The number of homes in St. Paul without power for a month has nearly quadrupled this year over last year at this time.

The situation is likely more fallout from the housing crisis and crummy economy, combined with a "normal" winter that racked up higher heating bills than those of recent years, utility and city officials say.

Because state law prohibits heat and power shutoffs until April 15, spring and summer always bring a wave of shutoffs. But this year is worse, according to figures supplied by Xcel Energy and St. Paul.

As of the first day of July, 397 homes had been cut off by Xcel for more than 30 days, compared with 105 last July 1.

Marion Pearson's house was one of the 397. And as she discovered, losing power in St. Paul can lead to a host of other headaches.

Like condemnation.

Pearson's husband of many years had moved out of their home at 1147 W. Central Ave., she said at a recent City Council meeting, where she testified in hopes of not getting kicked out by the city. Even though Pearson is listed as the sole owner of the house, her husband had always paid the Xcel bill, and it was in his name only.

She's an older woman, she told council members, and she hadn't thought about the power bill in years. When the electricity was shut off, it took her awhile to figure out the problem. Too long, it appears.

The city condemned her house and ordered her to vacate. After Pearson explained to council members what had happened and that she was

the process of working out a payment plan with the utility, she asked one question: "Will I be able to stay in my house?"

You can't live without electricity in St. Paul. It's illegal. Along with other essential "facilities" — fresh water and a few sinks, a toilet and sewage service, and a modern heat source — every residential dwelling in St. Paul must have electricity.

"This is not rural Minnesota where you can have a corncob stove in the back yard," Council President Kathy Lantry said in an interview. "People today want electricity, and they'll find a way to get it. It's our job to make sure it's safe."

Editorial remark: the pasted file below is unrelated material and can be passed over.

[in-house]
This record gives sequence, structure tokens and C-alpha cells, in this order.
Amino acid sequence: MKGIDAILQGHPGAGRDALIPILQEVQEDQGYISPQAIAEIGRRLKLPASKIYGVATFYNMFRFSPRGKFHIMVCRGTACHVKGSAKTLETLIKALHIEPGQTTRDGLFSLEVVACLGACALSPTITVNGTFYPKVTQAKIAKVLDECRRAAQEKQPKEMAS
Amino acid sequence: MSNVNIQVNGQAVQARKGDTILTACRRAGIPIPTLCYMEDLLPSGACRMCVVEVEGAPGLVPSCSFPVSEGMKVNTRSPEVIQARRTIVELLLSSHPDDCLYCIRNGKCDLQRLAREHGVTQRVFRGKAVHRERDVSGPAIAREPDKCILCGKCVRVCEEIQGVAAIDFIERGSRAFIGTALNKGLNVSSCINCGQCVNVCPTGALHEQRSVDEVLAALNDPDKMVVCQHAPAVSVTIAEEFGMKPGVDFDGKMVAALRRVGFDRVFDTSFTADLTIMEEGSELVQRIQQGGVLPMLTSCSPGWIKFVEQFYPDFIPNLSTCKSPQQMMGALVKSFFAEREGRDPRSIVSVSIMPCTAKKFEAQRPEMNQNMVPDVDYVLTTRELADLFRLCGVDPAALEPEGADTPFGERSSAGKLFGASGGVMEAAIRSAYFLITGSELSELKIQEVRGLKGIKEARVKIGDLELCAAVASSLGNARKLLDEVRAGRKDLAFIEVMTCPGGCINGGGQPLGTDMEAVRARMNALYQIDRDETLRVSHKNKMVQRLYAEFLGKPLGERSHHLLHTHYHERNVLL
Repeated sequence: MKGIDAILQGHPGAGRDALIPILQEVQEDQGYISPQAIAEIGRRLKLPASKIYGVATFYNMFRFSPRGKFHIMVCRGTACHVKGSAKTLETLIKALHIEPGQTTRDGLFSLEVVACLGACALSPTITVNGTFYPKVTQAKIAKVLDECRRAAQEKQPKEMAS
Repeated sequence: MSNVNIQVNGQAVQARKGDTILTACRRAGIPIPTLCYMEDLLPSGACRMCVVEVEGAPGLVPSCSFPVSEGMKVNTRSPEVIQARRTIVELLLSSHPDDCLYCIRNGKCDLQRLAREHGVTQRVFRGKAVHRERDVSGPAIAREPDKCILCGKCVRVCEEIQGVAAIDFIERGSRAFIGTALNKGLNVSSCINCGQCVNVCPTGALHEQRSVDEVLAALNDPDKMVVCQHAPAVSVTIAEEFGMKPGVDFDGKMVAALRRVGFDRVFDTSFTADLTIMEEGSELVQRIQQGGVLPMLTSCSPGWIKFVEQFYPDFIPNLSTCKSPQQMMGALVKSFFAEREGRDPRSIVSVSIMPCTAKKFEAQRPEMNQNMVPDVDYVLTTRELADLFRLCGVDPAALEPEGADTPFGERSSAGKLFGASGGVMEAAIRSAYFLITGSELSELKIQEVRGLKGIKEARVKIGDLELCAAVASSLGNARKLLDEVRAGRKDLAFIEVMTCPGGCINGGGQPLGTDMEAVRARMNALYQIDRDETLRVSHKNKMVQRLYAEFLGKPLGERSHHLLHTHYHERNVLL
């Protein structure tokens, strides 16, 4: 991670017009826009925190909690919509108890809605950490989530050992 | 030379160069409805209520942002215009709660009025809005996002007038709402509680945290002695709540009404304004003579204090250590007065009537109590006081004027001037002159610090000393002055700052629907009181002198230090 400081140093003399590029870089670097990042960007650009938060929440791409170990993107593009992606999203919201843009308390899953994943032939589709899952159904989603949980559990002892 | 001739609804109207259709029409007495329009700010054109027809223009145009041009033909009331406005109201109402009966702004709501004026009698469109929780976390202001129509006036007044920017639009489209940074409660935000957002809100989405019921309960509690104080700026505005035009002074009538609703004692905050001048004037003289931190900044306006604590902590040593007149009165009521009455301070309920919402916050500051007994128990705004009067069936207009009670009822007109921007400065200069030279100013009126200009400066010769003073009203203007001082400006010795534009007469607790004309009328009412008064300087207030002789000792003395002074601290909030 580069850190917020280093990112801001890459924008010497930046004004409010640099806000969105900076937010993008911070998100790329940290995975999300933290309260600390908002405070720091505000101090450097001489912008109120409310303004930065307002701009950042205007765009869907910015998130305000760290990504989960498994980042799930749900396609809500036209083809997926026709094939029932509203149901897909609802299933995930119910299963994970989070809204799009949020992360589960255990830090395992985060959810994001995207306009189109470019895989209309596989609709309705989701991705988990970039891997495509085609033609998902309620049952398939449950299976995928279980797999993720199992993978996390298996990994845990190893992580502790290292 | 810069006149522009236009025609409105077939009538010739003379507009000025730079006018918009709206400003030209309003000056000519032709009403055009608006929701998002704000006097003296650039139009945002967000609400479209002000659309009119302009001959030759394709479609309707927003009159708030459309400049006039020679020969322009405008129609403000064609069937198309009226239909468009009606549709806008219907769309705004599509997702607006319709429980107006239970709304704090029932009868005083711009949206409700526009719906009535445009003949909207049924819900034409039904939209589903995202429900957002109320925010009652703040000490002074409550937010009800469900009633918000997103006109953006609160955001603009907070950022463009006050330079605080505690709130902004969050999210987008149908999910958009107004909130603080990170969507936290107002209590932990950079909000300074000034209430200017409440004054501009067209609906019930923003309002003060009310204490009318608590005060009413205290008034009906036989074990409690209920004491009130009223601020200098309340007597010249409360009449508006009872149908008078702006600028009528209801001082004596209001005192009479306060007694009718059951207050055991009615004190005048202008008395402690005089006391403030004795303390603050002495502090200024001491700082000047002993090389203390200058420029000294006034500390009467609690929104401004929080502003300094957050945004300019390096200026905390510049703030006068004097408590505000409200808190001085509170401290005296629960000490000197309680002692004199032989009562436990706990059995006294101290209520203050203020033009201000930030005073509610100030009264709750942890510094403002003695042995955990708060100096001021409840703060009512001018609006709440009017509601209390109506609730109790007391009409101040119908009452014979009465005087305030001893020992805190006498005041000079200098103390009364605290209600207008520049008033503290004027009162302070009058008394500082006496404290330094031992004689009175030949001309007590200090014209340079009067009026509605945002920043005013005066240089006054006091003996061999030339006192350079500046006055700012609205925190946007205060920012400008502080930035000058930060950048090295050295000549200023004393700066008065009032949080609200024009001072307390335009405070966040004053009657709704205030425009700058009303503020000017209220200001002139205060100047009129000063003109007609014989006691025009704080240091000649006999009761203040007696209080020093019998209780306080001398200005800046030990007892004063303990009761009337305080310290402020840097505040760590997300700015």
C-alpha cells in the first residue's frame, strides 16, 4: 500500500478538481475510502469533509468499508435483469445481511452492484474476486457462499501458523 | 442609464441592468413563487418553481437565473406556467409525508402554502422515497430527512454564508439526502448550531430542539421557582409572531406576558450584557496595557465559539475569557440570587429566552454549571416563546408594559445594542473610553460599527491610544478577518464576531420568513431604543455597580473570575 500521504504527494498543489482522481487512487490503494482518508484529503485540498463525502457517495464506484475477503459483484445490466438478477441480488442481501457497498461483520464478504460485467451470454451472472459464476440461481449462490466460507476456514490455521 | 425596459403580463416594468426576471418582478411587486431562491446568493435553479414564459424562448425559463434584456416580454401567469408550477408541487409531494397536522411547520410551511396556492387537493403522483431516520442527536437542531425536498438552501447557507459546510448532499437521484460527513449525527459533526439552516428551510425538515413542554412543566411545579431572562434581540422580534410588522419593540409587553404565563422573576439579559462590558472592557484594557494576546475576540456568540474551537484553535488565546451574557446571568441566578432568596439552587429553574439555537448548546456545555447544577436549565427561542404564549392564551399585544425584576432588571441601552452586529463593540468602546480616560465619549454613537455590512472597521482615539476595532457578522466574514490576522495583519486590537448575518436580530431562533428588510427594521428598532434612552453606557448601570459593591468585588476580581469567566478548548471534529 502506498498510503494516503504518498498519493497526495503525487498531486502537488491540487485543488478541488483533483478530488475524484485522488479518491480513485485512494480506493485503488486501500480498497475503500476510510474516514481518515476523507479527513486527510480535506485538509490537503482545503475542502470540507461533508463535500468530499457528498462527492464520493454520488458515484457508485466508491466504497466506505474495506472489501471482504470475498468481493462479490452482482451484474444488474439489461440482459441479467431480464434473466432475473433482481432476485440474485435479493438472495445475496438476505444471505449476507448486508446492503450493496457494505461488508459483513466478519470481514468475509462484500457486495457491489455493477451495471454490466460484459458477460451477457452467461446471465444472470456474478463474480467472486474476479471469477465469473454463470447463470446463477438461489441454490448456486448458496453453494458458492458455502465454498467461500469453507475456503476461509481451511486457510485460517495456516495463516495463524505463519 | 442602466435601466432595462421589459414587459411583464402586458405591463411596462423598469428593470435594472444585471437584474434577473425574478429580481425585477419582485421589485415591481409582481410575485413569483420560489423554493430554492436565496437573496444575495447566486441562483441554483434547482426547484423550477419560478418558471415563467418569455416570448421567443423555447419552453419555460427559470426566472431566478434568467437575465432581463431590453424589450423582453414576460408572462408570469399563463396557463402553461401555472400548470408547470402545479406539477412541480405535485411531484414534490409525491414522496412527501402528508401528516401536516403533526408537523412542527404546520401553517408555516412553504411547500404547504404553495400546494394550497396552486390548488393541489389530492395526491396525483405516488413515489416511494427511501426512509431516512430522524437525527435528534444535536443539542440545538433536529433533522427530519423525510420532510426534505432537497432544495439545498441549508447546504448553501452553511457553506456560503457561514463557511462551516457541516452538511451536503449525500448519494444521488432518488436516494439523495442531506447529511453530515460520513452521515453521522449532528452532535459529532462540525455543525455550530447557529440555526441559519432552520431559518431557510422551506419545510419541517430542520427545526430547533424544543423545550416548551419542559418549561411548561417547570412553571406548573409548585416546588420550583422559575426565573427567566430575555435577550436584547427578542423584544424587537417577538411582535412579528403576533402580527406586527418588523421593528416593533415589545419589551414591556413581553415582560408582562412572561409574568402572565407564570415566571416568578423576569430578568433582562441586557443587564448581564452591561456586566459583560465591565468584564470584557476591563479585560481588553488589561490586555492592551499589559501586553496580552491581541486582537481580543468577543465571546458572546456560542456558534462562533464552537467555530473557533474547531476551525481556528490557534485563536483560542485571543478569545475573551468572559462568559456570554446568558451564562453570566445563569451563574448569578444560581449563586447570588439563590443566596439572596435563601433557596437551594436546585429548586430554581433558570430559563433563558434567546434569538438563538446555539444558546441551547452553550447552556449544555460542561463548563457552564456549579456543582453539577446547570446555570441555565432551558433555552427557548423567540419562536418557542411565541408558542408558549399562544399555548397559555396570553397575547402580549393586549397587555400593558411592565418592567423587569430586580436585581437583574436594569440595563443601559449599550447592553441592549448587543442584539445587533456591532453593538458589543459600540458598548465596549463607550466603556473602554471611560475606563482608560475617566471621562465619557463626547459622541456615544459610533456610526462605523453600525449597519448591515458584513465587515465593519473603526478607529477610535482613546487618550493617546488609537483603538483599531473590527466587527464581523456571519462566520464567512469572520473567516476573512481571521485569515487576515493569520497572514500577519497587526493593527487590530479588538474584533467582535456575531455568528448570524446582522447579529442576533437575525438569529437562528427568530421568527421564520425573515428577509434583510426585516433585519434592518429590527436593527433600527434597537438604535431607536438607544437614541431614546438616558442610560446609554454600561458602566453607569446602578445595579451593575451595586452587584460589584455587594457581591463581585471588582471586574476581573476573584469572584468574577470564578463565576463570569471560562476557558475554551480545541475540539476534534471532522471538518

If someone wants to live "off the grid," he can, as long as an inspector signs off on the set-up. But that's hardly the norm.

Extension cords strung between houses, poison-emitting gas stoves used to heat entire homes and other makeshift solutions are all-too-common sights for city inspectors when they discover someone has been living without utility service. Such fixes are dangerous, not only to the occupants but also their neighbors, city officials say.

Few other municipalities have enforcement as strict as St. Paul, and it's unclear how the economy is affecting utility customers elsewhere. Despite St. Paul's quadrupling shutoff rate, disconnections are actually down about 2.7 percent statewide, according to Xcel's figures. Utility officials suspect numerous shutoffs have been avoided so far by an influx of government funds, including the federal Low-Income Heating Assistance Program and the economic-stimulus tax-rebate checks.

Unlike other municipalities in Xcel's service, St. Paul receives weekly reports from the utility on homes where power has been shut off and not restored for 30 days. The city immediately sends out an inspector. If the home is occupied, the inspector condemns the place and tells the occupants to move out.

"It's sad," said Bob Kessler, who heads the city's Department of Safety and Inspections, whose inspectors inform people they can no longer live in their homes. "We try to find them a charity to help pay the bills or maybe a place to stay, but in this economy, there are some people who just can't pay."

If the inspector finds the home empty, he or she recommends it for the vacant-housing list.

Bonnie Mae Gear's place was empty. The vacancy notice was the first Gear knew there was a problem with the house she owns at 1301 E. Minnehaha Ave. She lives in Vadnais Heights and had rented the home to a woman for seven years.

The tenant moved out without telling Gear. But she did tell Xcel to kill the power.

Xcel generally doesn't track down the owner of a home before disconnecting electricity. Patrick Boland, manager of credit policy and compliance, said sorting through ownership papers can be complicated, especially in today's environment, where overseas financial institutions often have an interest.

"Generally, the resider is responsible for paying," Boland said.